Toronto Islands have taken a beating with ongoing deluges of rain and higher than normal lake levels in the last three weeks, with city officials saying Thursday's downpour is the "worst [they've] seen yet."
"We could not keep up with the water level today," the city's manager of Water Front Parks James Dann told CP24 this afternoon.
As of 2:30 p.m., Environment Canada reported the island had been pounded by 55 millimetres of rain.
Earlier, city officials estimated that 40 per cent of the island is underwater and more than 50 per cent of the buildings are at a risk of flooding.
Now they say, closer to 50 per cent of the island has been replaced by water from Lake Ontario.
"The rain has really compounded the existing flooding problems, especially in the residential areas," Dann said.
He says Gibraltar Point has been washed out completely and that wave action today took the lake over Centre Road, the main roadway on the island. On Ward's Island, between 30 and 50 centimetres of water has pooled on the road from the Royal Canadian Yacht Club and the Toronto Fire Station.
Toronto and Region Conservation Authority have been working overtime this month to offload 500,000 litres of water from the island each hour to help water levels recede.
The city also retricted accesss to the island to residents-only after two weeks of consistent rainfall, which caused Lake Ontario to swell to dangerous levels.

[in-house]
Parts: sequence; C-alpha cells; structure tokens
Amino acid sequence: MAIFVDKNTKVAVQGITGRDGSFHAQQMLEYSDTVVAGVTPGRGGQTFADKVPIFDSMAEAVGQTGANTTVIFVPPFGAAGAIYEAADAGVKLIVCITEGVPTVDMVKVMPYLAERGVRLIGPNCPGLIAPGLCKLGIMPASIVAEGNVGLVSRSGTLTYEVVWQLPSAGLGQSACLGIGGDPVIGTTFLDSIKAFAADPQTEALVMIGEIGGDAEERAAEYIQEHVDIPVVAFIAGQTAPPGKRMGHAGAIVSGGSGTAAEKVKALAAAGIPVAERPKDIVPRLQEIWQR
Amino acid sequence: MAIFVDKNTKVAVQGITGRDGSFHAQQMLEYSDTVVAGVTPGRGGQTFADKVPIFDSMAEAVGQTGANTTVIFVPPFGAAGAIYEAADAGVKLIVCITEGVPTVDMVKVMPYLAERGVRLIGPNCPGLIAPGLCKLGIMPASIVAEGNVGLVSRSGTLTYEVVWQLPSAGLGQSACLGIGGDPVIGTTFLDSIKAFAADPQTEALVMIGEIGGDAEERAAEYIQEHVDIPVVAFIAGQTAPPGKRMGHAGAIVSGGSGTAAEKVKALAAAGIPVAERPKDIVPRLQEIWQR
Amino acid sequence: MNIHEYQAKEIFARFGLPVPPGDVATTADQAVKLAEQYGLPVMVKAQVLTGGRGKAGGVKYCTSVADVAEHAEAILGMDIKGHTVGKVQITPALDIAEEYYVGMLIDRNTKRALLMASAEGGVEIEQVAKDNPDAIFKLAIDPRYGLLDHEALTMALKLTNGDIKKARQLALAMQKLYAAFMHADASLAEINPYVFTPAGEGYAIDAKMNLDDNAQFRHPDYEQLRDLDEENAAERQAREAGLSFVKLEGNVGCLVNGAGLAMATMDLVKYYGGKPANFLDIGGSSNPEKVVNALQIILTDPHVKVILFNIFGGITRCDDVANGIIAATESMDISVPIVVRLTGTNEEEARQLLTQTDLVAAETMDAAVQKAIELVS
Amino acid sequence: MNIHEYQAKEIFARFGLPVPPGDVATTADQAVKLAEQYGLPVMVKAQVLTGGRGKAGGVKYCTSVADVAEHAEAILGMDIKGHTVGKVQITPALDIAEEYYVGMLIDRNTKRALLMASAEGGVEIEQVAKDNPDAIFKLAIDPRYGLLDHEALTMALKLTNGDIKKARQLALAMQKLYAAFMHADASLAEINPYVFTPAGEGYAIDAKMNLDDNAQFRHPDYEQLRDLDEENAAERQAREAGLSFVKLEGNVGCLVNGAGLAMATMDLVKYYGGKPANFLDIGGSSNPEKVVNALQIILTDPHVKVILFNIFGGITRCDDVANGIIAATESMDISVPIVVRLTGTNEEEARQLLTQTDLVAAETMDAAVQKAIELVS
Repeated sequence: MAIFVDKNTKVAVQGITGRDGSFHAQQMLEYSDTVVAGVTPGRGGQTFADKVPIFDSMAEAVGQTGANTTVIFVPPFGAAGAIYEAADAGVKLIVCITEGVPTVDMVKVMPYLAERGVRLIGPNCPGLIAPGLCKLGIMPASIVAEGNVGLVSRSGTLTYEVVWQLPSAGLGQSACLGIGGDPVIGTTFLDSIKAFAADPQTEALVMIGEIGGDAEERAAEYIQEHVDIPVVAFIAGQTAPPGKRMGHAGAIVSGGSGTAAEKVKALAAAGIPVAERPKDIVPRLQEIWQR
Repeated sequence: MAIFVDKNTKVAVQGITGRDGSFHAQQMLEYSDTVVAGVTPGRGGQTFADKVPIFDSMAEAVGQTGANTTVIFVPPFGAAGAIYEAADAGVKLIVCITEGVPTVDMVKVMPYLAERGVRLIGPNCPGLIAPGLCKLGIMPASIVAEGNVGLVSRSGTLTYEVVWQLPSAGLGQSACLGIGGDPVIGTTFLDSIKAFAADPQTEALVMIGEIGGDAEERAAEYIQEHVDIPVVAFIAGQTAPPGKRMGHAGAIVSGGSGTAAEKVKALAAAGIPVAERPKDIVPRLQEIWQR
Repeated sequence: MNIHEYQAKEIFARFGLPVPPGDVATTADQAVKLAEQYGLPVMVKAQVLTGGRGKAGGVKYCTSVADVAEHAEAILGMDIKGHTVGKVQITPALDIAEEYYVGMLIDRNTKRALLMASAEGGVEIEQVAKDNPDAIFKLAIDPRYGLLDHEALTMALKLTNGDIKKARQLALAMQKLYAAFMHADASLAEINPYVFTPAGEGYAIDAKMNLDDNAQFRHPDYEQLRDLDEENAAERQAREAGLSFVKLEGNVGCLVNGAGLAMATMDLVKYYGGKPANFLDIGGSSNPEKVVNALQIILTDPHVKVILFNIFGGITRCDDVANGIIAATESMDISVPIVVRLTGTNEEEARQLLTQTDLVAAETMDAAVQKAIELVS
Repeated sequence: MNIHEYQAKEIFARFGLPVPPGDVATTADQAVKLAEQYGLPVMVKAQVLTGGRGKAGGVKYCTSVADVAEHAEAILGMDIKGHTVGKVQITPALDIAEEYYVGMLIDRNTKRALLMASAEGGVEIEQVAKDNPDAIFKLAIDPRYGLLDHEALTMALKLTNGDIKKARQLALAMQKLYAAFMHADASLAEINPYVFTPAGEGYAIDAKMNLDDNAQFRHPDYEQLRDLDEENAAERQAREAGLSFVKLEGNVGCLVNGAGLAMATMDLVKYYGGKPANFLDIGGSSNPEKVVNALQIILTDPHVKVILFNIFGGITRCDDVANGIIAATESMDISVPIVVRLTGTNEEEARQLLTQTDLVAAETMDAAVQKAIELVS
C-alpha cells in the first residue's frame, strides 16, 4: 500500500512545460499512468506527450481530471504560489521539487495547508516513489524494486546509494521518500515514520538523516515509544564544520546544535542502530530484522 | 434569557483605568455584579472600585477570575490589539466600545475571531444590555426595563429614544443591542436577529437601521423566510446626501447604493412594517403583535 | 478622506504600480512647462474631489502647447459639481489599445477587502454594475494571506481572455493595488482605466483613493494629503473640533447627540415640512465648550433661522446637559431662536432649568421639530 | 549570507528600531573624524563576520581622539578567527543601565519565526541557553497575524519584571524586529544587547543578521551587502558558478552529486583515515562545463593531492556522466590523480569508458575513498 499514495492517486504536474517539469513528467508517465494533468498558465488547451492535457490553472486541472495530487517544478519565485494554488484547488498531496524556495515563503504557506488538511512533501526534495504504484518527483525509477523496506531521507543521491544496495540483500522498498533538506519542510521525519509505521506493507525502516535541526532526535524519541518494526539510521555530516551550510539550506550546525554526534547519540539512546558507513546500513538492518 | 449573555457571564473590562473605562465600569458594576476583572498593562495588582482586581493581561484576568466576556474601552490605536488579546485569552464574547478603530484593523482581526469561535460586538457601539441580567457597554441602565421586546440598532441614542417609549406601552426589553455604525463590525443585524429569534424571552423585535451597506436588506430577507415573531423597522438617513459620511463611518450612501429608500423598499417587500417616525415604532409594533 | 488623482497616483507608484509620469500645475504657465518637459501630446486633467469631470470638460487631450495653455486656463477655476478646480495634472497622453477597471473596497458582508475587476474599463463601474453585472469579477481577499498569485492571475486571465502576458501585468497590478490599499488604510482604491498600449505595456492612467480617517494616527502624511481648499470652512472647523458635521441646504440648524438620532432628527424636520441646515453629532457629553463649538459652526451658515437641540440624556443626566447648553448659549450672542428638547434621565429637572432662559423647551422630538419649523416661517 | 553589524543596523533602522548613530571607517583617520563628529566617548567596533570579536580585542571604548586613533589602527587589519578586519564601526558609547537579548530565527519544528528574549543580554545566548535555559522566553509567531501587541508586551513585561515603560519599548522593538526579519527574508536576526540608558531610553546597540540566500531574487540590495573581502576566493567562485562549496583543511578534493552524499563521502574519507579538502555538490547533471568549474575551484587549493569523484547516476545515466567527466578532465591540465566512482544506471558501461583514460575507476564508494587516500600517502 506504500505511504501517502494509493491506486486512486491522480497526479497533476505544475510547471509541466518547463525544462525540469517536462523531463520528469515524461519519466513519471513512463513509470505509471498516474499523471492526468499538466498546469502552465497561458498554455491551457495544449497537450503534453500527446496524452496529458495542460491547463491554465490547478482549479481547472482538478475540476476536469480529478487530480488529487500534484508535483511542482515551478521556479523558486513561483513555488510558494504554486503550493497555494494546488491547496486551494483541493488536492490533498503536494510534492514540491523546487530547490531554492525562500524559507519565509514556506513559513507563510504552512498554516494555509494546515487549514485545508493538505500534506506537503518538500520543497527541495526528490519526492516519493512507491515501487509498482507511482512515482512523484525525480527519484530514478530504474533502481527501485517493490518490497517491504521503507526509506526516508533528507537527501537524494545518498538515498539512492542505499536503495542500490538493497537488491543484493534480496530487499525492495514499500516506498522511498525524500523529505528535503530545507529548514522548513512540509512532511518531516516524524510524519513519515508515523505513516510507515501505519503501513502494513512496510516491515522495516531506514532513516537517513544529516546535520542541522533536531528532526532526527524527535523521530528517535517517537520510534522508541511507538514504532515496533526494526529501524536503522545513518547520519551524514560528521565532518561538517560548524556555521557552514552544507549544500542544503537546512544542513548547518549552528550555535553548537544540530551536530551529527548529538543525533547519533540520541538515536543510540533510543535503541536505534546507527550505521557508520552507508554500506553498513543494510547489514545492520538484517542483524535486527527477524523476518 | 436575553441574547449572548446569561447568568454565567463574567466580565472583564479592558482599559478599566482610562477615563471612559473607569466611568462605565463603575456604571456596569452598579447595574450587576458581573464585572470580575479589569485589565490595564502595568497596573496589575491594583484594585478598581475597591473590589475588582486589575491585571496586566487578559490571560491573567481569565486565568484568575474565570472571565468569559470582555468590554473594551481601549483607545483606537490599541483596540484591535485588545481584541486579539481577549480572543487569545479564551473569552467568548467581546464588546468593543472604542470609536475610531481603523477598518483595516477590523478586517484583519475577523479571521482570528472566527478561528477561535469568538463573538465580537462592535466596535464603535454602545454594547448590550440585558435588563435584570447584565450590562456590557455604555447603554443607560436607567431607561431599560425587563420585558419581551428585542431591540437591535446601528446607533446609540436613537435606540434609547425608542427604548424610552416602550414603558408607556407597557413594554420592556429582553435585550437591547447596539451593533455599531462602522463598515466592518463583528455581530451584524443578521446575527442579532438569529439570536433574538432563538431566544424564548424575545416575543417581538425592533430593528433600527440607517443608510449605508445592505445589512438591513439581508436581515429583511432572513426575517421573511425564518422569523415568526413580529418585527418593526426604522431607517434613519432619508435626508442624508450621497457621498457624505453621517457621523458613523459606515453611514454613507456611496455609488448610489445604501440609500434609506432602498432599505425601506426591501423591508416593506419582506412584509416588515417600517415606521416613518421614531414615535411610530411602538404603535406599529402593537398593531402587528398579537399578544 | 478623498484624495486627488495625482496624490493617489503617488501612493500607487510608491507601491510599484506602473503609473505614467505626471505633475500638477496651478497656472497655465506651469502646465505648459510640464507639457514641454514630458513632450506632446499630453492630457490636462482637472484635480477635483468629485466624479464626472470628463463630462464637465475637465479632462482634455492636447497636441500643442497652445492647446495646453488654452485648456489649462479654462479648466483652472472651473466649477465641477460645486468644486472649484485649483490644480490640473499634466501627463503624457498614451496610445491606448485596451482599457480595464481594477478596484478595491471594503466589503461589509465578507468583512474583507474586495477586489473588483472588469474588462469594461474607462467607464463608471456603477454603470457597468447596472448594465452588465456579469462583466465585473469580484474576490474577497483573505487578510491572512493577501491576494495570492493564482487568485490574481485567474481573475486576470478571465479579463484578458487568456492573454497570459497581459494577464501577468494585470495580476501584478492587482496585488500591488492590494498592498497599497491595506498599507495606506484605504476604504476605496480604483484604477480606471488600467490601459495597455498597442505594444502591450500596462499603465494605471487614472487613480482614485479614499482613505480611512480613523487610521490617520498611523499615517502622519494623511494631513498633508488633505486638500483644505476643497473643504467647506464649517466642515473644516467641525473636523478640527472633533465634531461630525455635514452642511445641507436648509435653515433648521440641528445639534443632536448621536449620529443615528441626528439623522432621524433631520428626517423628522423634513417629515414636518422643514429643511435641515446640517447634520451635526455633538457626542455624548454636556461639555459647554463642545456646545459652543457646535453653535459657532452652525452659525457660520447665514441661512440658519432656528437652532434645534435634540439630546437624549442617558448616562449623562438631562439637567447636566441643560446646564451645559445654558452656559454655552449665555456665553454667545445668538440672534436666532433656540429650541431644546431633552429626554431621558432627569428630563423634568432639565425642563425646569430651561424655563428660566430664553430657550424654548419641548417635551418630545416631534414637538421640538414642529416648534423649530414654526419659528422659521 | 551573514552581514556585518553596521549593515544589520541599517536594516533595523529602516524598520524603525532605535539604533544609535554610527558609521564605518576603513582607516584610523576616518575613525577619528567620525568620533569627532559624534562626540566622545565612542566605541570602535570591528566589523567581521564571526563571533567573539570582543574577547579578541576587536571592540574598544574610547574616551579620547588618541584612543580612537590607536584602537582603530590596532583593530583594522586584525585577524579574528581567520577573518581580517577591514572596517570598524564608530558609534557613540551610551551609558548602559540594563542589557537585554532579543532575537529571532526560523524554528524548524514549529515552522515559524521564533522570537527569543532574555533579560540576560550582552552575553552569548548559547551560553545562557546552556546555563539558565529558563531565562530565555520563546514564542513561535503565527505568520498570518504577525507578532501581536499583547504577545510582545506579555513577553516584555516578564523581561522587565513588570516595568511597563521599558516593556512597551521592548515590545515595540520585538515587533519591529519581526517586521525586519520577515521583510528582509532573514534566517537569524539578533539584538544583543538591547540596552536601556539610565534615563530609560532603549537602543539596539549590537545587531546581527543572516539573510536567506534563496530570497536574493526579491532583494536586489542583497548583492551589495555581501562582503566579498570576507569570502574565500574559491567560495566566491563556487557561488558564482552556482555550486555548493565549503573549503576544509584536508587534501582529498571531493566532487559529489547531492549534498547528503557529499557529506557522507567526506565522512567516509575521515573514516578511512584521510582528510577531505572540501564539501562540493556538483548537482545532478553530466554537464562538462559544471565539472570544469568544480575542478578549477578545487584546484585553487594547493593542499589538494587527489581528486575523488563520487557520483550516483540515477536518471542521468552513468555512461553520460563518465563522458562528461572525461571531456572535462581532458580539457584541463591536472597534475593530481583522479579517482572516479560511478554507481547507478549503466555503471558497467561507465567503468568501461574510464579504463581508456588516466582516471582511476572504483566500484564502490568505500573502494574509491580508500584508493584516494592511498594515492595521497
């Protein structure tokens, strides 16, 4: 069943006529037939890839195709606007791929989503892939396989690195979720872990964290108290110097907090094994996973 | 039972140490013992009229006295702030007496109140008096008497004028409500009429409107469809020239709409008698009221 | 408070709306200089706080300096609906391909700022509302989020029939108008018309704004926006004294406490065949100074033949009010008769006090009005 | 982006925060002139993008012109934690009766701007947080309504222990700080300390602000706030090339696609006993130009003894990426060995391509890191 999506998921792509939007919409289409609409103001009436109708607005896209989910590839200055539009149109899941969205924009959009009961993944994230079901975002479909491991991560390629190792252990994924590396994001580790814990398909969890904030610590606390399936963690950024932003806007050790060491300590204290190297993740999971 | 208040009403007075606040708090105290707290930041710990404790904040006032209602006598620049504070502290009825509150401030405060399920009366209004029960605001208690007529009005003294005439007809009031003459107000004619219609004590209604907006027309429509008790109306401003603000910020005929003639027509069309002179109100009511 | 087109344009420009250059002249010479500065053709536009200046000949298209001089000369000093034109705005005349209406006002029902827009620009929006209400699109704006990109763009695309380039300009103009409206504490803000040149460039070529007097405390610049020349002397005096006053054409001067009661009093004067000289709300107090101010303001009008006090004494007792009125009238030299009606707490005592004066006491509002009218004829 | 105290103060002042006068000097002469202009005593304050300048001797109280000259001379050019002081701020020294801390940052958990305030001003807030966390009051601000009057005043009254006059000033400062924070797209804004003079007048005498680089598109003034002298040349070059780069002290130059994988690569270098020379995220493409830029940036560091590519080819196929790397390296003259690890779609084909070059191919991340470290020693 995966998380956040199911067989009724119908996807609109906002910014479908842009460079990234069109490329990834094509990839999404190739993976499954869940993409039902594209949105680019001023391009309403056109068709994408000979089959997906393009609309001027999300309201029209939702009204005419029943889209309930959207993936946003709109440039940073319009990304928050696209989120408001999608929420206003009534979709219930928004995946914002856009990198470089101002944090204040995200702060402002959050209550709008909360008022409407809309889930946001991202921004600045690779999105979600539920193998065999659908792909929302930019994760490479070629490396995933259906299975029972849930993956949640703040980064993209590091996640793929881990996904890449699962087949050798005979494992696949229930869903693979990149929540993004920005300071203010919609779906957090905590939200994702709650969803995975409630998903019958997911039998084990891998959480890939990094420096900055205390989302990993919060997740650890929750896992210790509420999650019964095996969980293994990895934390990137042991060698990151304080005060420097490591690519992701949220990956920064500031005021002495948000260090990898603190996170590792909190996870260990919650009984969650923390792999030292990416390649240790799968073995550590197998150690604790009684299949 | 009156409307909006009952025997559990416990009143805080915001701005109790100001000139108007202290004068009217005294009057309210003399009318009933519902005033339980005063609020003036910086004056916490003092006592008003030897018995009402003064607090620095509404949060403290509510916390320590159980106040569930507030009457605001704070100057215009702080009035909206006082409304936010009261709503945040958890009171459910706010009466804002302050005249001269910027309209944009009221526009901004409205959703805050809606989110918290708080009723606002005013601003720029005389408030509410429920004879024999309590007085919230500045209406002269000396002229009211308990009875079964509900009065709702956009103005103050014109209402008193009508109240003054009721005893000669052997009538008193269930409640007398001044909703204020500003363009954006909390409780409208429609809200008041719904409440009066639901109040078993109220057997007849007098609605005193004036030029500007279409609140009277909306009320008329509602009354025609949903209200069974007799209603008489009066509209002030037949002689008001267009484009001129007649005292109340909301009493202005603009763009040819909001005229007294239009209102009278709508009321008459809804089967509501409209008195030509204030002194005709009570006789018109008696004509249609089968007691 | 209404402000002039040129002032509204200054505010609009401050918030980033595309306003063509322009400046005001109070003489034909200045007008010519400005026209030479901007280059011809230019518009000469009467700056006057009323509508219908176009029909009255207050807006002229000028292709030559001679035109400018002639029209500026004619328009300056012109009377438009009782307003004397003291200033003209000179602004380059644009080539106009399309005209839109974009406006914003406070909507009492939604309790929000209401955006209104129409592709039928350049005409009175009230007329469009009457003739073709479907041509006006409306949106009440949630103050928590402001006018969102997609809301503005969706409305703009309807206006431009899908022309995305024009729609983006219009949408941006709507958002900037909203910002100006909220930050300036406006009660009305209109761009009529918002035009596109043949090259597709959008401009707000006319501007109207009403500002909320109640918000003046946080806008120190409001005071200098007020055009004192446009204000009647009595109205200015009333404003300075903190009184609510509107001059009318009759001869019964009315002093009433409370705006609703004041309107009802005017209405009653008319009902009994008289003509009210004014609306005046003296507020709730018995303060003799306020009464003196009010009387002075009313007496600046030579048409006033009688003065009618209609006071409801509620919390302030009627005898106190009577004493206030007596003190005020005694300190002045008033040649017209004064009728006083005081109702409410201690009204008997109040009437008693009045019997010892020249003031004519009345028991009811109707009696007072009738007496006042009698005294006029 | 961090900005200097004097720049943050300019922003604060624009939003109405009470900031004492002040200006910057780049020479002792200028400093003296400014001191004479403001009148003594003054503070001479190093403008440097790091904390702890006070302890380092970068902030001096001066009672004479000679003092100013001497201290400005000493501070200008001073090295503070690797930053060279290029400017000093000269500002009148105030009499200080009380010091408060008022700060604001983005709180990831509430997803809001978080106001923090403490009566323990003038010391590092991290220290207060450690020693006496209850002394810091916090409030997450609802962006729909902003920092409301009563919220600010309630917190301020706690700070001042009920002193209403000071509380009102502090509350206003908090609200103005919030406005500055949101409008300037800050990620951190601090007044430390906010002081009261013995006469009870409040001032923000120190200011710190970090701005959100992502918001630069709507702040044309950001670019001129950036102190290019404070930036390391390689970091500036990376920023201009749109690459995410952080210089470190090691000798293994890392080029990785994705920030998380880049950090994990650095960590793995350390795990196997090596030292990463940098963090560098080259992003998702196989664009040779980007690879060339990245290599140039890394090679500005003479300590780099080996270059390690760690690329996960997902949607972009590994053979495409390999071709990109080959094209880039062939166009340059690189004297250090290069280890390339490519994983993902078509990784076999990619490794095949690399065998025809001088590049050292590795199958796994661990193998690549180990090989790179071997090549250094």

Though an emergency evacuation of the island's 700 residents was never deemed necessary, ferry service was suspended and businesses shuttered until June 1.
Dann says it's unlikely the island will reopen to the public by then.
More than 20,000 sandbags have been placed along the shorelines to mitigate rising waters.
City crews are still stationed on the island and are continuing to tackle ongoing flood concerns.
"They’re monitoring the conditions very closely," city spokesperson Wynna Brown said Thursday. "We do know that lake levels are very high this year so we’re keeping a close eye over there."
Lake Ontario, which has risen nearly 30 centimetres since May 1, according to data from Fisheries and Oceans Canada, is the primary culprit for the current state of the beach.
But this doesn’t include last month’s extreme wet weather, which the International Lake Ontario-St. Lawrence River Board told CP24 was “well about normal.” In that time, Lake Ontario rose 45 centimetres.
Dann expects the water levels will continue to rise for at least the next month.
"We're going through a time of extreme weather where we're seeing more and more stormwater events and every year another flood," Coun. Mike Layton told CTV News Toronto at city hall today.